palestra

The cathedral of college basketball will no longer be the site of the Ivy League basketball tournaments after hosting in each of the last two years.  

Credit: Chase Sutton

Fresh off an Ivy League Tournament Championship and a trip to March Madness, Penn men’s basketball is set to reload for the 2019 season.

This past week, the Quakers announced their 2022 recruiting class, a class tasked with replacing the since-graduated tournament hero Darnell Foreman and sharp shooter Caleb Wood, among others.

Still, the crux of the championship squad remains intact, and if these four new faces can provide a lift, Penn could be set for a repeat performance.

Headlining the class is Alex Imegwu, an athletic 6-foot-6 guard from Seton Hall Prep. The New Jersey native led his team to a Super Essex Conference title in 2018 and was named a first-team All-Super Essex Conference member in his senior season.  Head coach Steve Donahue praises Imegwu for his shooting prowess, and with Wood having graduated, such a skill set could be in high demand for the Quakers next season.

Joining Imegwu in the backcourt next season will be Bryce Washington from Southfield, Michigan. Washington graduated Southfield Christian as the program’s all-time leading scorer and was a USA Today All-USA (Michigan) selection. In addition to playing basketball, Washington also lettered in track and field and earned all-state honors for the high jump. As the tri-sport resume would indicate, Washington is an elite athlete, one by which coach Donahue is very excited.

“[Bryce] is going to be a great athlete in this league,” Donahue said.” “He’s won everywhere he’s played. He’s shown the ability to score, and he might be someone that, when we get into the practice setting, shows us that he’ll be able to help us right away.” 

Yet another guard in this year’s recruiting class is Griffin Ryan from Winnetka, Illinois. Playing for New Trier, Ryan earned recognition as a Central Suburban League all-conference member for his senior year. Displaying his athletic versatility, Ryan lettered in baseball and football, in addition to basketball.

Rounding out the class is Michael Wang from Taiyuan, Shanxi, China. The 6-foot-10 center spent his high school career at Mater Dei in California. Wang demonstrated his prowess immediately, playing on the varsity team all four years and winning Trinity League titles each season. As a senior, Wang particularly excelled and earned first-team All-CIF Southern Section honors.

“Michael Wang played at such a high level of high school basketball and AAU and performed so well,” Donahue said. “With his size, he’s not someone that will be tasked with handling the ball a lot. I think that he’s someone that we expect to come in and be a pretty main contributor early in his career.”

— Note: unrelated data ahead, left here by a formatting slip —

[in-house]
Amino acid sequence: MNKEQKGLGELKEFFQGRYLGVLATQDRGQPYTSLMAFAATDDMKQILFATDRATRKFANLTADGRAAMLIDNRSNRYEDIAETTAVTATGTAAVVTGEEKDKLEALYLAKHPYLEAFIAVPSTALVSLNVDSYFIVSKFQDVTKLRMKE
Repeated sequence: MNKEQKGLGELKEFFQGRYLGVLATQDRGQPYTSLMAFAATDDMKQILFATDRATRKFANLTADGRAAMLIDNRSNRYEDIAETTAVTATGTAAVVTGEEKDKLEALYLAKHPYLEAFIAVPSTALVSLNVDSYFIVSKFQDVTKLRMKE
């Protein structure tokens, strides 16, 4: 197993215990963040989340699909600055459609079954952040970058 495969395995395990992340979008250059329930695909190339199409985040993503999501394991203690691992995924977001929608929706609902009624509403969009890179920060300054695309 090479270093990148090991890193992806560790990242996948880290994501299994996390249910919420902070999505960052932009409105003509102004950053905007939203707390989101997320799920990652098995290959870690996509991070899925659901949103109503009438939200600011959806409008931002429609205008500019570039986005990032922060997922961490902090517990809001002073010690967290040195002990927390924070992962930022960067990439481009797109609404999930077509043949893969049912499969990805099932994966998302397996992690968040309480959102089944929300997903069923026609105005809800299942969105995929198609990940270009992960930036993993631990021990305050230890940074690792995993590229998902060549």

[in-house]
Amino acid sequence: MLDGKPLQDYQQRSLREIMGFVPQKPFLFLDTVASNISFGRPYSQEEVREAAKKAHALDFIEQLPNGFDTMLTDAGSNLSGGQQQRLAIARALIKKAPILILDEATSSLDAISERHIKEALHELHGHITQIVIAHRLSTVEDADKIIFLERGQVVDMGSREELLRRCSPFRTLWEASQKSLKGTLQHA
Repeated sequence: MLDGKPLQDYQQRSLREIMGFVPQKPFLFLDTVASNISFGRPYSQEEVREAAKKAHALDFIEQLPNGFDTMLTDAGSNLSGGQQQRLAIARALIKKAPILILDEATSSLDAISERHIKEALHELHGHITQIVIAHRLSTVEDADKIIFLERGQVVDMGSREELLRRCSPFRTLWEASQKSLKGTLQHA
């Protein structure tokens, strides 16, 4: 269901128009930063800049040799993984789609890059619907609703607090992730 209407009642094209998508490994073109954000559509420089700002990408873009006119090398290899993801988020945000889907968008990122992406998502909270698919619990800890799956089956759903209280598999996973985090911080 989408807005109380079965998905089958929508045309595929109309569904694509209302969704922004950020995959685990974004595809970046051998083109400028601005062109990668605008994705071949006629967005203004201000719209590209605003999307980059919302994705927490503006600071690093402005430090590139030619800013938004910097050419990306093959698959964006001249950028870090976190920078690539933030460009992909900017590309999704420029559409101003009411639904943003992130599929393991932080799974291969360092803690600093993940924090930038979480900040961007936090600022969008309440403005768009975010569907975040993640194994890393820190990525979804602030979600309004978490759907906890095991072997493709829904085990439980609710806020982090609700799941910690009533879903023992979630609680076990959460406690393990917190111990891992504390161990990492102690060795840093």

Although Wang may have the size of a traditional big man, Donahue, when discussing his prized recruit, describes a diverse and exciting style of play that fits with the more modern, high-tempo basketball favored today.

“He was one of those kids that we saw on the AAU circuit in the Nike EYBL, and I couldn’t believe his skill level at that size to be honest,” Donahue said. “He really passes well and shoots well and has a good post game. It really jumps out at you.”

However, not to be lost in the excitement of these incoming recruits is the fact that replacing Foreman, Wood, and others will be a collaborative, interclass effort.

Aiding the freshmen in this venture will be a group of players with which casual Quaker fans may not be overly familiar.

Thanks to poor injury luck, sophomores Jelani Williams and Eddie Scott missed nearly the entirety of their freshman seasons, but now, they’re healthy and ready to contribute. 

“Now that Darnell and his point guard leadership are gone, I think you’ll see a bit more of that from Antonio Woods, but at the same time, I think Jelani Williams is someone that could be a terrific point guard for us as well,” Donahue said. “He’s a year older and a year healthier. With his size, he’s a better scorer than Darnell. He adds another dimension.”  

In fact, Donahue appears almost ready to consider the injuries that afflicted last year’s freshmen to be somewhat of a blessing in disguise. 

“We didn’t feel this way last year, but we feel fortunate right now because our freshmen who were injured most of last year got a season to sit and learn and experience a championship from the sidelines.” 

That mix of championship experience and fresh, healthy legs could go a long way towards securing a second-straight title for the Red and Blue. When you add in these four new freshmen, coach Donahue’s roster becomes even scarier for Ivy League opponents. 

So don’t expect the Quakers to rebuild. They’re reloading.

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